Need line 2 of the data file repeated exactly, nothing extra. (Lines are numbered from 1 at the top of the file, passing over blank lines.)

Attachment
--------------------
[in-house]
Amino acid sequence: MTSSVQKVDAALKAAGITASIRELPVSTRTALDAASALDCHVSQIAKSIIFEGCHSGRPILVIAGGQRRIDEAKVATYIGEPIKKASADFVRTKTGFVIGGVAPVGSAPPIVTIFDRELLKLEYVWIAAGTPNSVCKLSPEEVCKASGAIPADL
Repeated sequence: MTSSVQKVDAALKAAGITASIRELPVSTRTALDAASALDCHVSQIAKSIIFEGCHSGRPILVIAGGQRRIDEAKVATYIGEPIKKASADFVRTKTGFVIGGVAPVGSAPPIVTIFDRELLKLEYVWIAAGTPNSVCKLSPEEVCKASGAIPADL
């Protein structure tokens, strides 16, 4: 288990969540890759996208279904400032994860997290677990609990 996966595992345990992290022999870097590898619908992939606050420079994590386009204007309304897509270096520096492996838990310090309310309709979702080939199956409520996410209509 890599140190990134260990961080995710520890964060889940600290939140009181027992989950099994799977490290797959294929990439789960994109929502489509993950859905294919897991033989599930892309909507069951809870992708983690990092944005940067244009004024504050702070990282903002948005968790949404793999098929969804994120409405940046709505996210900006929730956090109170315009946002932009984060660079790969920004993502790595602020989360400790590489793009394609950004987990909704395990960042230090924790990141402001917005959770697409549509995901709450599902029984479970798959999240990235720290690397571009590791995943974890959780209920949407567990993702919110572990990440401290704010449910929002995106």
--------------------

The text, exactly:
Amino acid sequence: MTSSVQKVDAALKAAGITASIRELPVSTRTALDAASALDCHVSQIAKSIIFEGCHSGRPILVIAGGQRRIDEAKVATYIGEPIKKASADFVRTKTGFVIGGVAPVGSAPPIVTIFDRELLKLEYVWIAAGTPNSVCKLSPEEVCKASGAIPADL